“This telephone call intercept in Karachi and the arrest of Rashid Rauf helped a lot to foil the terror plan,” a senior Pakistani security official said on condition of anonymity.
The man who made the call was “inexperienced” and he “alerted his associates about the arrest of Rashid Rauf, and asked them to go ahead” with the attacks, said the intelligence official, without confirming who the caller was and whether he too had been caught.
The official said most men linked to the plot in Pakistan had been arrested, and only two or three suspects remained at large.
He said among them was Matiur Rahman, a senior figure in the al-Qaida-linked Pakistani militant group, Lashkar-e-Jhangvi, whose name was mentioned by one of the detainees during interrogation.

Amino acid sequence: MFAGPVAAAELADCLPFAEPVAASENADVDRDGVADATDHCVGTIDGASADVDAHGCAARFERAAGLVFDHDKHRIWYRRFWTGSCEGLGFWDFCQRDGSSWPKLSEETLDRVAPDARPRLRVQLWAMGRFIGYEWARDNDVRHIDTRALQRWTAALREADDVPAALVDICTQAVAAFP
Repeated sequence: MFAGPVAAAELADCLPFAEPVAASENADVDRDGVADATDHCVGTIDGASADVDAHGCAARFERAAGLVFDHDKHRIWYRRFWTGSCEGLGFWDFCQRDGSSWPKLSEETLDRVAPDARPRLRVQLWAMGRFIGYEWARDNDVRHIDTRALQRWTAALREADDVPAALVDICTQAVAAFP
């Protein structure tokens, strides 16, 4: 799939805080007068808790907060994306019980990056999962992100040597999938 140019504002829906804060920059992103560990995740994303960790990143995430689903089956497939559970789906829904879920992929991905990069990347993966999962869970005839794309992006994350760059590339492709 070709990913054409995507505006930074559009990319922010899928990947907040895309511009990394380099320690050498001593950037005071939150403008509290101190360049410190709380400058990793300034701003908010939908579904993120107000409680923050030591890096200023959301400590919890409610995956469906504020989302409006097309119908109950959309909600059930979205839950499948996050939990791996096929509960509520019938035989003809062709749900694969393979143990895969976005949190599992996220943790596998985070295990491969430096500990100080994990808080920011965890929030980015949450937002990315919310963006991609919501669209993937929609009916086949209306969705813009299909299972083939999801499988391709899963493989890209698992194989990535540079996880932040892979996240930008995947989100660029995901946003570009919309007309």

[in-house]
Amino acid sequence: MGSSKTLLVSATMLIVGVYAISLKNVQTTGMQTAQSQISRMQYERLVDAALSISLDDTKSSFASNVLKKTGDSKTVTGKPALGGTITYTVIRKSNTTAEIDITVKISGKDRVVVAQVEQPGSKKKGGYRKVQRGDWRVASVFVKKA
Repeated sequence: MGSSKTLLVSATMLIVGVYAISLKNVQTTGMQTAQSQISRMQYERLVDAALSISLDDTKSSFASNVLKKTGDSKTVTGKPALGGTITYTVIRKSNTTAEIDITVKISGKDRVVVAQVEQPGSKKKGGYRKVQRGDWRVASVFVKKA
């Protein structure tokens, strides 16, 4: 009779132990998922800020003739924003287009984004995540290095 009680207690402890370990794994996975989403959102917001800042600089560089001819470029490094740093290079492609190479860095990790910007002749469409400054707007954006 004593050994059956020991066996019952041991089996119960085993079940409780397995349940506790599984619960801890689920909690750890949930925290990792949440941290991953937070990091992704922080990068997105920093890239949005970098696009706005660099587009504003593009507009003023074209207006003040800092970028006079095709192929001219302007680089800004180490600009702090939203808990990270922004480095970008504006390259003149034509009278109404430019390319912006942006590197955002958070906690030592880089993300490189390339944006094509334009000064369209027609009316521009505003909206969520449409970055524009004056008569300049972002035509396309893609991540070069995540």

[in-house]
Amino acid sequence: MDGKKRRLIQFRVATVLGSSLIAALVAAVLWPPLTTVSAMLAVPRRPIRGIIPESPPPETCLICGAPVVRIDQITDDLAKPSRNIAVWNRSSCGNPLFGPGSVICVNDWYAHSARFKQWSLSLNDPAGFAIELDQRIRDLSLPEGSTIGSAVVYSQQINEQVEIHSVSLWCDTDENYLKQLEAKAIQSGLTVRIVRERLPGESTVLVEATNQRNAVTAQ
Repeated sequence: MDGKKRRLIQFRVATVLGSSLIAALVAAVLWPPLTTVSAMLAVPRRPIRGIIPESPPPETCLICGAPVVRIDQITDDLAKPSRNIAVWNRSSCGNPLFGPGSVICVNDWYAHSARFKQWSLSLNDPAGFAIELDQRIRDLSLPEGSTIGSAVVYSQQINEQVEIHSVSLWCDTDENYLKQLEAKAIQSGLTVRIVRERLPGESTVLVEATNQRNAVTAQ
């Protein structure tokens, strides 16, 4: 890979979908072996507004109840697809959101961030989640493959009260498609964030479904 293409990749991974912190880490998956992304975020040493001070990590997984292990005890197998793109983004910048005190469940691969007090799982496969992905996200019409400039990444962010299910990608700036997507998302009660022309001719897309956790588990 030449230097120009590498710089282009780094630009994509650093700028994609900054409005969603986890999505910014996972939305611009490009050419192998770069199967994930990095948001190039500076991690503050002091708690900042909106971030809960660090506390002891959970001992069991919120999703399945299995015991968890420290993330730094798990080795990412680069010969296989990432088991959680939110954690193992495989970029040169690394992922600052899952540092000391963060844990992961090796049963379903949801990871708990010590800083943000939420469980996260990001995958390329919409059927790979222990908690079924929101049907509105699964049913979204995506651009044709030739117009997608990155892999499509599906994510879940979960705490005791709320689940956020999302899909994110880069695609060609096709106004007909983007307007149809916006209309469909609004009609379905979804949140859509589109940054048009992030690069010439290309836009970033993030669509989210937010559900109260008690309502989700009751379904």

Authorities in Pakistan have sought Rahman in connection with sectarian attacks on minority Shiite Muslims in Pakistan, in two failed attempts on the life of Pakistani President Gen. Pervez Musharraf in December 2003, and attacks in Karachi against Westerners, the official said. Rahman is believed to have met with some al-Qaida operatives in recent years, he added.
British Home Secretary John Reid told reporters officials were confident the main suspects in the plot were in custody. But authorities “would go where any further evidence takes us,” he said.
“I think it’s pretty clear that in this case, we don’t have everybody,” Townsend told The Associated Press in Washington.
The British government released the names of 19 of the 24 arrested in Britain — many apparently British Muslims of Pakistani ancestry — and froze their assets.